Apparently, cases like Howard v. Kunto do happen in real life! This story proves the value of an accurate survey.
Six months after building a large custom house with an ocean view, Missouri residents Mark and Brenda Voss learned of a big problem – it’s on the wrong lot.
Their three-story vacation rental house with an estimated construction value of $680,000 actually sits on the lot next to the one they own in the gated Ocean Hammock resort community.
How did this happen? A mistaken survey.
The Vosses, who own 18 other residential lots in the Hammock Dunes master-planned community, paid $160,000 for one with a street address of 23 Ocean Ridge Blvd. North in June 2012, according to Flagler County property records. They hired Keystone Homes to design and build a 5,000-square-foot house there to use as a vacation rental managed by Vacation Rental Pros in St. Augustine.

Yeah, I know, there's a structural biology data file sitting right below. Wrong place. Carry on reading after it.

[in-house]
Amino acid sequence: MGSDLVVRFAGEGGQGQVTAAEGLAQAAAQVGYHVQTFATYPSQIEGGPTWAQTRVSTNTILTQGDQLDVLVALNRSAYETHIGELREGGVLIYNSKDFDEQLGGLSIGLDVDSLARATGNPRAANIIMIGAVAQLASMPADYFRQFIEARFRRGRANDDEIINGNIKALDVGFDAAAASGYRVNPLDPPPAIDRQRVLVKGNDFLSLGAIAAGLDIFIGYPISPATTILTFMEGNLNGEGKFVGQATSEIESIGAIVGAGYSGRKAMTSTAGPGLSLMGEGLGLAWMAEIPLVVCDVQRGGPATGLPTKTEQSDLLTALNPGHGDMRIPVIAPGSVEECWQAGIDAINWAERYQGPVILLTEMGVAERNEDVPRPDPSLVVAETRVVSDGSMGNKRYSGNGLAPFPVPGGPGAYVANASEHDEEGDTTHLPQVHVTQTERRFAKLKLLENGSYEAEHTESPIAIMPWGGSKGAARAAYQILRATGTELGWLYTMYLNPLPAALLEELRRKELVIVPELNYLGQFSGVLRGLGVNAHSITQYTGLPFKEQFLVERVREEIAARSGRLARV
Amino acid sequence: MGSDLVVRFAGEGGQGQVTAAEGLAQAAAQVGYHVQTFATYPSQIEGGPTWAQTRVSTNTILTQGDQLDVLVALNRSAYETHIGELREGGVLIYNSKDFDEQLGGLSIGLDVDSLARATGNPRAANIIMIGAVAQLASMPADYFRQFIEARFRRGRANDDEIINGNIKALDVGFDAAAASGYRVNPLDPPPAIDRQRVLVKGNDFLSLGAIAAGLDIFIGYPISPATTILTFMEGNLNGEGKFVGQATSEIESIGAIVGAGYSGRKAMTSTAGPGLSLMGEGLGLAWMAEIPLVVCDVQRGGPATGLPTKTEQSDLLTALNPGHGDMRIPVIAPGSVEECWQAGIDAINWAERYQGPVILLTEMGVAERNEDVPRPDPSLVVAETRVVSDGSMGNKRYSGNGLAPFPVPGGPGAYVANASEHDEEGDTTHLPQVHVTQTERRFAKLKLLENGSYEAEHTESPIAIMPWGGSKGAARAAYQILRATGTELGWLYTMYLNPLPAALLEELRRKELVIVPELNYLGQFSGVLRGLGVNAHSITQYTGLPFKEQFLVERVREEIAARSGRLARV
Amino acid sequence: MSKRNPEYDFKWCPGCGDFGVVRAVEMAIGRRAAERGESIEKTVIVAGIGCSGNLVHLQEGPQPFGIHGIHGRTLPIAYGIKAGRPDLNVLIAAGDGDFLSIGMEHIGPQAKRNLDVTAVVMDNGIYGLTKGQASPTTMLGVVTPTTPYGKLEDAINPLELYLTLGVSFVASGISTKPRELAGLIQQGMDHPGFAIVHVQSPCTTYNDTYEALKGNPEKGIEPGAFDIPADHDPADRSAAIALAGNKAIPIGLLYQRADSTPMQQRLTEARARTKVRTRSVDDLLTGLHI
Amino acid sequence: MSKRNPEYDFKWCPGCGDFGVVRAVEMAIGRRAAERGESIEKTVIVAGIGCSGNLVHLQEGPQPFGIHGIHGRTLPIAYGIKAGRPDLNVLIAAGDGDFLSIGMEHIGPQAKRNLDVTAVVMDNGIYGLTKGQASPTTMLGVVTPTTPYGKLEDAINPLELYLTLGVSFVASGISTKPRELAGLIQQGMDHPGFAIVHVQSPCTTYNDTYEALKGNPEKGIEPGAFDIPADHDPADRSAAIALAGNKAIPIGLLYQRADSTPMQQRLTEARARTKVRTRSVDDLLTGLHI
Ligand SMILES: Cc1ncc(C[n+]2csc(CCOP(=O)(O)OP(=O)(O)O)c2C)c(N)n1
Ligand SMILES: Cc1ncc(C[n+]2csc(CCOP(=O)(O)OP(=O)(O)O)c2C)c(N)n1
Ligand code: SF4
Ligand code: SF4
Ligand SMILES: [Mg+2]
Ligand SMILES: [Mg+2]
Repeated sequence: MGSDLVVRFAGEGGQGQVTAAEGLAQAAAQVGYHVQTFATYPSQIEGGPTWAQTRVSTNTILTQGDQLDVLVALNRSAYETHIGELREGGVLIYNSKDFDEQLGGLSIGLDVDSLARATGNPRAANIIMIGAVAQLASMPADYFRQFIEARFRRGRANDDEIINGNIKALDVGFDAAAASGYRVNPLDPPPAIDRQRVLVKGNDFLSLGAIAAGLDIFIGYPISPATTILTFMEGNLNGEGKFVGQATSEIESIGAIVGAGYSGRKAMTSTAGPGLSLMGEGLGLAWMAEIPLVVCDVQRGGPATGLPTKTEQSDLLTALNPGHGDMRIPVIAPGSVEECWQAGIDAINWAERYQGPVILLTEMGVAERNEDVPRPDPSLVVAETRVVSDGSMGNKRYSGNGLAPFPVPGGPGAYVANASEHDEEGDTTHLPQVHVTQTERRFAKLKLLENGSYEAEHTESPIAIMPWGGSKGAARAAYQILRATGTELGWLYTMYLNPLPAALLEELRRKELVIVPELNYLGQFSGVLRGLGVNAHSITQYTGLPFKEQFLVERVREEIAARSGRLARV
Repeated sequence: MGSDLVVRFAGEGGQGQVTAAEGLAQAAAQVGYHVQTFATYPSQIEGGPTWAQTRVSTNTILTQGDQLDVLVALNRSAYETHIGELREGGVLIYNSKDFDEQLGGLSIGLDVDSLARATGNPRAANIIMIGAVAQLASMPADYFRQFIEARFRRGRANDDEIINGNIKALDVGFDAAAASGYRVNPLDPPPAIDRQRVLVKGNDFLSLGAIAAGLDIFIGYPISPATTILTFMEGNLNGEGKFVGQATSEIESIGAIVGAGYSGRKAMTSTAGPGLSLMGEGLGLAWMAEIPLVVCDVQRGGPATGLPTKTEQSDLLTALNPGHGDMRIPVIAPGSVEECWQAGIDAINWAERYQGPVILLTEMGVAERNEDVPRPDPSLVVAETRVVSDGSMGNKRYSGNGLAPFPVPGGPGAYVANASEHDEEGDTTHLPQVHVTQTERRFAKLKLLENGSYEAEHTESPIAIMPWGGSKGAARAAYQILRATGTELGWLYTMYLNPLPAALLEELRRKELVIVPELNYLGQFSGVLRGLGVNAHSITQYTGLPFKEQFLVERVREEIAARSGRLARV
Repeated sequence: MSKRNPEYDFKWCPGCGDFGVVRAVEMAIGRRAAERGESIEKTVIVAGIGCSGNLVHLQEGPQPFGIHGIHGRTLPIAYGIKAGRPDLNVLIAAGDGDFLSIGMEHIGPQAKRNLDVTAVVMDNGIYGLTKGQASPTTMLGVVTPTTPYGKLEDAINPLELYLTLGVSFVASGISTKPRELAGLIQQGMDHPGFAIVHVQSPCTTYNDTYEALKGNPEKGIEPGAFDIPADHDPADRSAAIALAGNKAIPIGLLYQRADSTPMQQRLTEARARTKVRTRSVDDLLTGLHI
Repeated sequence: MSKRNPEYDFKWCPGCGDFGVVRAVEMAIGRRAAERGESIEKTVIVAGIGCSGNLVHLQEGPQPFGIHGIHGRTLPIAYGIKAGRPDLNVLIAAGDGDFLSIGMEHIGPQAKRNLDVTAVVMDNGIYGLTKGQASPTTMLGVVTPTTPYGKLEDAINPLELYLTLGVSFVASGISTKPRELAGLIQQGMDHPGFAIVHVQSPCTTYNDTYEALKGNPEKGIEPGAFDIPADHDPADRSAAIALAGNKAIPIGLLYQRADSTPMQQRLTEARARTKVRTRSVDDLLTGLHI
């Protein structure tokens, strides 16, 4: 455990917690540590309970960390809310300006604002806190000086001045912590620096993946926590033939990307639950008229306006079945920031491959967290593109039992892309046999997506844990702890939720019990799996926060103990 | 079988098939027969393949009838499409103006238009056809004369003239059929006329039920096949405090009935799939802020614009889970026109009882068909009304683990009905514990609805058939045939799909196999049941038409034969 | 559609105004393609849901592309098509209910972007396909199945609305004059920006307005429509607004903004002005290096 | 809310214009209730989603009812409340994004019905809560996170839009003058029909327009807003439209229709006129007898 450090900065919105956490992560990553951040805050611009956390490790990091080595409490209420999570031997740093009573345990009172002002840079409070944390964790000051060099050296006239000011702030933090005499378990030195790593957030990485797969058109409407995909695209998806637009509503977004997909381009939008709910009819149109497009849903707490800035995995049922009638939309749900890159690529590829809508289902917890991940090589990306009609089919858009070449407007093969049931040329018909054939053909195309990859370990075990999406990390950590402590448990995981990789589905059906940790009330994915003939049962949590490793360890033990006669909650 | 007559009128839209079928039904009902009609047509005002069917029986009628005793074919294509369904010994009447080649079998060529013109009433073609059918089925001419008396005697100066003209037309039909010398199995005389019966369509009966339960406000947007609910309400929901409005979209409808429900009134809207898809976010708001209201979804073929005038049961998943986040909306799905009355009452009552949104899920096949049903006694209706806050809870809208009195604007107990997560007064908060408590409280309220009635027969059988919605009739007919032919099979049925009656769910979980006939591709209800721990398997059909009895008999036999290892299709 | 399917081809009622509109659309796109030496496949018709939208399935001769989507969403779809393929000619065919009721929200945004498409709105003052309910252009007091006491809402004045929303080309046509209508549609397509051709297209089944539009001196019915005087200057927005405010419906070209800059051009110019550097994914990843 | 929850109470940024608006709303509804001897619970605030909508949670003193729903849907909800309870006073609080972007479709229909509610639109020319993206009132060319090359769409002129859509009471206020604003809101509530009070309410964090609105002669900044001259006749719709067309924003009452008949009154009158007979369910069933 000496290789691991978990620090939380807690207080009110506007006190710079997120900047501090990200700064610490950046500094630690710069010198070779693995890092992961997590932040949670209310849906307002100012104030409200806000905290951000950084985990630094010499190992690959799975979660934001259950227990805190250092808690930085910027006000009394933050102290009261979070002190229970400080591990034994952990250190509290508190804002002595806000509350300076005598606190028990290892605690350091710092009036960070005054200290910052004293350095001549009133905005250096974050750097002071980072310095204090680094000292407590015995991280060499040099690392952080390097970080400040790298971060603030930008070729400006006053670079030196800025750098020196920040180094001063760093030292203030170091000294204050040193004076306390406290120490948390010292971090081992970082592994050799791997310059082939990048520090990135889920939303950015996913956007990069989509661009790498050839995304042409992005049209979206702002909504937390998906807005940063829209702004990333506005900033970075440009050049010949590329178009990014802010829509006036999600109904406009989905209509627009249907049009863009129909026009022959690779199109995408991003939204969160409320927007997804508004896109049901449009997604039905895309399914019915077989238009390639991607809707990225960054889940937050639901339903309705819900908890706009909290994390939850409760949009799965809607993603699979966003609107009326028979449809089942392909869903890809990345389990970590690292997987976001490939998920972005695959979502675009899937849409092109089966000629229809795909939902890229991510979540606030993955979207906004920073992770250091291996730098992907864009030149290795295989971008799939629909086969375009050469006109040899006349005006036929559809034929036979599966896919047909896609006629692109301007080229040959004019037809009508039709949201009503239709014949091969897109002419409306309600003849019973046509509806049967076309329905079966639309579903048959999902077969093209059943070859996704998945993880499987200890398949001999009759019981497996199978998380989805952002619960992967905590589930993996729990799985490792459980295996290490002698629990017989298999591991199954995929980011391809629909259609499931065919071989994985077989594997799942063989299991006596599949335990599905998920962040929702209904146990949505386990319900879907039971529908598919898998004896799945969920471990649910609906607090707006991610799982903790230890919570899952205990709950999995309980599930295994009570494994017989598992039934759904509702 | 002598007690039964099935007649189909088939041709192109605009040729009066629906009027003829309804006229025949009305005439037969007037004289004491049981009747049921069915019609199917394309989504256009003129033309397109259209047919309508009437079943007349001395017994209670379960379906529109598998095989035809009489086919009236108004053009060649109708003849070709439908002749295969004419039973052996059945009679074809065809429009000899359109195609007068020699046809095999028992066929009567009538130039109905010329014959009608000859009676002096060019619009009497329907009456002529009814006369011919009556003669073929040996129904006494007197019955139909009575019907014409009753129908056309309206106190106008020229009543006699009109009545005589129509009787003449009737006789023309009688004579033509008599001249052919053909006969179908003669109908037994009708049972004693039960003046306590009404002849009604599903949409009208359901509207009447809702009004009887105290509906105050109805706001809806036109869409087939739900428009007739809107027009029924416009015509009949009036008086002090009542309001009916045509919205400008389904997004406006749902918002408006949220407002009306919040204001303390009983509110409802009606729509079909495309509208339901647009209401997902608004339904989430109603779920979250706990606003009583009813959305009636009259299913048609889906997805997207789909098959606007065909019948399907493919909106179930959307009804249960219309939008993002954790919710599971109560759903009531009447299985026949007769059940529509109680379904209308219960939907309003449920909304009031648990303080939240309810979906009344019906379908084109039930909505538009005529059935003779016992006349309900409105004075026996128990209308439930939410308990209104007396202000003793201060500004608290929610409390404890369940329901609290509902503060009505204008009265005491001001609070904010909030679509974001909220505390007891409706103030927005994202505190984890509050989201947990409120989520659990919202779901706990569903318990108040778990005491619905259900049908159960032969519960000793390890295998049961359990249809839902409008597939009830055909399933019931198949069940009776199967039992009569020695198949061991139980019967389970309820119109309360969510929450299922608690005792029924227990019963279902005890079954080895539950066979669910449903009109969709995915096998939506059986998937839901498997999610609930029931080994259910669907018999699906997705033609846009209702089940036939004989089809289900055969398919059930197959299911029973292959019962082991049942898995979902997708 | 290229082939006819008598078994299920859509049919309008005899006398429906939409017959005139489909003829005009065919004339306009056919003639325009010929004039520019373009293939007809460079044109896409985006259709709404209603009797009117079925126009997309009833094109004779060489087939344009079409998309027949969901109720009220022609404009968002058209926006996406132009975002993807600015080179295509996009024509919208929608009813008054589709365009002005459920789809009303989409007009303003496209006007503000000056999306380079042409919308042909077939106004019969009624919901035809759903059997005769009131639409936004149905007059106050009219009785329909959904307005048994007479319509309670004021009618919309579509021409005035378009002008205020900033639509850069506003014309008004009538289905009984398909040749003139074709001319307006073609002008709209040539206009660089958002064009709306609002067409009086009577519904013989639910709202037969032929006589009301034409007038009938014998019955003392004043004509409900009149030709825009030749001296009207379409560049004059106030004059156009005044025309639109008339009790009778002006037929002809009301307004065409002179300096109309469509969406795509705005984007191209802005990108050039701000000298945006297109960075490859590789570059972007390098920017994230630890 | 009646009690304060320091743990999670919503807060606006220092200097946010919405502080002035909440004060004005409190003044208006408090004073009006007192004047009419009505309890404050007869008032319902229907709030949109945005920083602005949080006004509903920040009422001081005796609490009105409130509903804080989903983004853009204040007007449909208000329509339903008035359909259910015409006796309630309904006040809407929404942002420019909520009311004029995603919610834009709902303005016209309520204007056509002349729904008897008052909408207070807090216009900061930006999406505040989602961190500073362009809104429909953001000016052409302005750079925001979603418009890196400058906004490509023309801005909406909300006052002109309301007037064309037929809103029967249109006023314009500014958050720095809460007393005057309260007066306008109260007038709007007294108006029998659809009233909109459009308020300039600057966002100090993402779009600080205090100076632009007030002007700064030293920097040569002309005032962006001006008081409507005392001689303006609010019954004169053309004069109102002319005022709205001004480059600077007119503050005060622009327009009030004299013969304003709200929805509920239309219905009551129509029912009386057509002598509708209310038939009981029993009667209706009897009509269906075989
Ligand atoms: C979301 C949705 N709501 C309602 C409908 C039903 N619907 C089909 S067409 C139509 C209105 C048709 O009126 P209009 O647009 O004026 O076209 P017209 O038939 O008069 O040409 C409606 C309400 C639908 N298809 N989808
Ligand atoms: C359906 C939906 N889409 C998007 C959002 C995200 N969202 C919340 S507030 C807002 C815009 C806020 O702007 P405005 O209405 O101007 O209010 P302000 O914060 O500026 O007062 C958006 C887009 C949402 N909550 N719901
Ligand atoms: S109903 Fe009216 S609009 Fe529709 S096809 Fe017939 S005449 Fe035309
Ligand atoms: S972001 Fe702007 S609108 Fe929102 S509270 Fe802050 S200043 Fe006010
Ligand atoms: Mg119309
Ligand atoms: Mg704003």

The builder and Voss each say the error can be traced to the first survey in 2013. East Coast Land Surveying in Ormond Beach misplaced stakes, and the foundation survey and other documents and building activity were based on the error. During construction, dozens of subcontractors arrived each day to work at the wrong lot. And a final survey failed to note the error.
“We require a preliminary plat, foundation and final survey and they all indicate it’s the right lot where the house sits,” said Mark Boyce, Flagler County’s chief building official. “We rely on the surveyor. They are state licensed professionals and we count on them to get it right.”
Calls to East Coast Land Surveying last week were unreturned.
It was another survey who discovered the problem.
It wasn’t until September, six months after the Voss house was completed, that a survey crew working nearby uncovered the error and notified the community manager, who then called Keystone Homes.
And because they are aware of this error, there is no chance they could ever claim an adverse possession.